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Forum topic by 3285jeff posted 03-06-2020 03:40 PM 452 views 0 times favorited 9 replies Add to Favorites Watch
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3285jeff

186 posts in 2494 days


03-06-2020 03:40 PM

I am making a countertop for my son and I glued 2 sheets of 3/4 plywood together…I have been watching alot of you tube videos…this is my first experience with formica so I thought I would ask for your input also..should I put the edge banding on first..which I am going to cut from the piece of formica I have…what would you recommend as far as cutting it and I know you need a flush trim bit for your router..I guess my main question is…what would you do first…the top or edge…thank you ,,,also when I cut the formica do I use a table saw with 80 tooth blade or can I use a sharp utility knife,,which would be the best,,,please excuse me for all the questions,,but this is my first countertop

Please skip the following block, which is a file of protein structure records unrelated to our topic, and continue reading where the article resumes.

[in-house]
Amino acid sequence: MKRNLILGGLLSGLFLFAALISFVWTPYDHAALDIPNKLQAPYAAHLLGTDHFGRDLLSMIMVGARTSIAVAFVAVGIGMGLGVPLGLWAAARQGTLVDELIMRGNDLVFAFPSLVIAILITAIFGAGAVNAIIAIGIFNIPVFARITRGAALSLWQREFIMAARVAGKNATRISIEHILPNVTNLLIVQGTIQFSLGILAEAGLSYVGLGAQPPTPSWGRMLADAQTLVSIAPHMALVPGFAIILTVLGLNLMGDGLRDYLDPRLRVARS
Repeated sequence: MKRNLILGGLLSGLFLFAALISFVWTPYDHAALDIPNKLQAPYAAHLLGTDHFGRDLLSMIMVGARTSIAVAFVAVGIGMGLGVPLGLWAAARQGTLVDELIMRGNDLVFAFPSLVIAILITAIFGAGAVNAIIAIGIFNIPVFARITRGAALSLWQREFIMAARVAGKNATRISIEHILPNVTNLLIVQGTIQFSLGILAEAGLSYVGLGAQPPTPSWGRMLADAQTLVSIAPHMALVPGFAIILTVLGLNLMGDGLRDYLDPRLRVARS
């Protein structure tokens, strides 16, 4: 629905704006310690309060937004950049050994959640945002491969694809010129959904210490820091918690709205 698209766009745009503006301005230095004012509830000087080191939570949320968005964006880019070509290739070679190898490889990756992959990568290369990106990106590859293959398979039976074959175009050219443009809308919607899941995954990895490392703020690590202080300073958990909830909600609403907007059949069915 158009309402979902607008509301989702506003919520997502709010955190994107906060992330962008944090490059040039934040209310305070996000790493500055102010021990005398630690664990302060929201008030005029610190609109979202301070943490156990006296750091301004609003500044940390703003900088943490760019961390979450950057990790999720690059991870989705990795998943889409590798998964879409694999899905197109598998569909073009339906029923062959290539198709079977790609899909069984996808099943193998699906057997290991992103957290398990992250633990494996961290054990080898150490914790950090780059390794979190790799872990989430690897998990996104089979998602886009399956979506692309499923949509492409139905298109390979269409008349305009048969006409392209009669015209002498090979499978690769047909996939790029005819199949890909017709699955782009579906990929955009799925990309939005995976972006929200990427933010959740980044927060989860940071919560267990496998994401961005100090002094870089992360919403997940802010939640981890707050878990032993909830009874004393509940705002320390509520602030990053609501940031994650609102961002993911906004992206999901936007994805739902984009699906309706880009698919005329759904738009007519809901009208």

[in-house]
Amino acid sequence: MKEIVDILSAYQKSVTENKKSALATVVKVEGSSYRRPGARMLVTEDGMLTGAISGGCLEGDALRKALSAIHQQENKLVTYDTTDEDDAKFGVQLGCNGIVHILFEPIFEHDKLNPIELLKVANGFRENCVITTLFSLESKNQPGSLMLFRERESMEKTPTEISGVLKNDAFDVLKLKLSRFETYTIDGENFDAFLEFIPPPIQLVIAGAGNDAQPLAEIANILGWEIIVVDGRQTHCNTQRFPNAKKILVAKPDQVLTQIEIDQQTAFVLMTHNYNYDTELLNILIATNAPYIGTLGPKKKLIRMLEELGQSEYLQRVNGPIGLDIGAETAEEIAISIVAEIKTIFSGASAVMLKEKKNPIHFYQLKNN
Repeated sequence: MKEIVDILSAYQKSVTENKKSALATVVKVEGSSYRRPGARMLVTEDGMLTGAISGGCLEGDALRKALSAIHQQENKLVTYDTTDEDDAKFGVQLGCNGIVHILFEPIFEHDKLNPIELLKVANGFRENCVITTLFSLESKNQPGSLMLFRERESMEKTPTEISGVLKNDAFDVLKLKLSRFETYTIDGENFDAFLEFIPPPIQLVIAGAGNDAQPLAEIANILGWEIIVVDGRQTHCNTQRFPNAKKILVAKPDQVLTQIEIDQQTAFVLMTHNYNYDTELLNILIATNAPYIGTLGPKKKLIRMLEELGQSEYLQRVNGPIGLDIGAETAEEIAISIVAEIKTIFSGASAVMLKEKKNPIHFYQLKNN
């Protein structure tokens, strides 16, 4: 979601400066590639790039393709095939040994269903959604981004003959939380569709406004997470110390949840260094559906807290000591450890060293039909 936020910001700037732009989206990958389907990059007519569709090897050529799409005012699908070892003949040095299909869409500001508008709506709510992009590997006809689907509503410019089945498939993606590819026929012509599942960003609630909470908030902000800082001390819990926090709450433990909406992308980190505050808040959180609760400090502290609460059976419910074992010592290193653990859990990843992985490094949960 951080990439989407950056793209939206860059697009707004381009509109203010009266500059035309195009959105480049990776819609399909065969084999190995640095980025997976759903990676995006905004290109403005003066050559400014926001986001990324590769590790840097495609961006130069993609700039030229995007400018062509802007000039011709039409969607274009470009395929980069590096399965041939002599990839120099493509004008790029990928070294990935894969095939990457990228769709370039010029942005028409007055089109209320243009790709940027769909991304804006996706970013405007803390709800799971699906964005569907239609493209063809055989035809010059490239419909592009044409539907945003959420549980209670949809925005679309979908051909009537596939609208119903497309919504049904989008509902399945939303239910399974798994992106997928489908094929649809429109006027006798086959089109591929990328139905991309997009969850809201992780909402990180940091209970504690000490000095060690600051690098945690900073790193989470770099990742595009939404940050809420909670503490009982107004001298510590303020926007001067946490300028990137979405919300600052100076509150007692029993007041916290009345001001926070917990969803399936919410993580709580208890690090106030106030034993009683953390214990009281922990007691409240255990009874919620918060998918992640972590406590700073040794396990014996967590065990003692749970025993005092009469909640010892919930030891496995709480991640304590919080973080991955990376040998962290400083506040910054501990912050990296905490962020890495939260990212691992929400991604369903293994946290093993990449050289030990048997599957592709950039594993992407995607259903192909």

9 replies so far

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JackDuren

1236 posts in 1736 days


#1 posted 03-06-2020 03:44 PM

Edge banding first….cut it a little bigger than needed. Usually a belt sander is use but if not you can you a flush bit. You can cut a piece of edge banding on the tablesaw. You can score it many times with a utility knife but be careful as it will take sever times to score it enough…

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wildwoodbybrianjohns

1679 posts in 324 days


#2 posted 03-06-2020 03:55 PM

Edge first. In case you didnt know, you will need to soften the edge of the formica over with a fine file, and there will likely be a fine glueline visible(left by the bit) which you aim to take out with the file, carefully, not too much angle to the edge, so you are not filing the edge banding.